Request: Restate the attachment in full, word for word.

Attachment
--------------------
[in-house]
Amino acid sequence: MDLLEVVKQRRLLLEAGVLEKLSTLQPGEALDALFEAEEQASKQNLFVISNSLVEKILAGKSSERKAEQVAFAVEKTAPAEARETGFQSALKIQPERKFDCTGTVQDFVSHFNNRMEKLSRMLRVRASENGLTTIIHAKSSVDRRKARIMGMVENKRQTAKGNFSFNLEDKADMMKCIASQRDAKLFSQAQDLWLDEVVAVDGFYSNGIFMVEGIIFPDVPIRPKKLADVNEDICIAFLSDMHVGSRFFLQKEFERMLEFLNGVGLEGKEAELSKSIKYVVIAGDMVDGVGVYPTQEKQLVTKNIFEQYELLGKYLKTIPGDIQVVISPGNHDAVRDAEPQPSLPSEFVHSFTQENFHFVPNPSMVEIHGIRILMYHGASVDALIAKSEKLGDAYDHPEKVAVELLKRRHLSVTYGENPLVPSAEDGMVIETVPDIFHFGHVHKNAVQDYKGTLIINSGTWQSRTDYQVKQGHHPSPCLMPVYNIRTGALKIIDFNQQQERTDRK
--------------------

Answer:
[in-house]
Amino acid sequence: MDLLEVVKQRRLLLEAGVLEKLSTLQPGEALDALFEAEEQASKQNLFVISNSLVEKILAGKSSERKAEQVAFAVEKTAPAEARETGFQSALKIQPERKFDCTGTVQDFVSHFNNRMEKLSRMLRVRASENGLTTIIHAKSSVDRRKARIMGMVENKRQTAKGNFSFNLEDKADMMKCIASQRDAKLFSQAQDLWLDEVVAVDGFYSNGIFMVEGIIFPDVPIRPKKLADVNEDICIAFLSDMHVGSRFFLQKEFERMLEFLNGVGLEGKEAELSKSIKYVVIAGDMVDGVGVYPTQEKQLVTKNIFEQYELLGKYLKTIPGDIQVVISPGNHDAVRDAEPQPSLPSEFVHSFTQENFHFVPNPSMVEIHGIRILMYHGASVDALIAKSEKLGDAYDHPEKVAVELLKRRHLSVTYGENPLVPSAEDGMVIETVPDIFHFGHVHKNAVQDYKGTLIINSGTWQSRTDYQVKQGHHPSPCLMPVYNIRTGALKIIDFNQQQERTDRK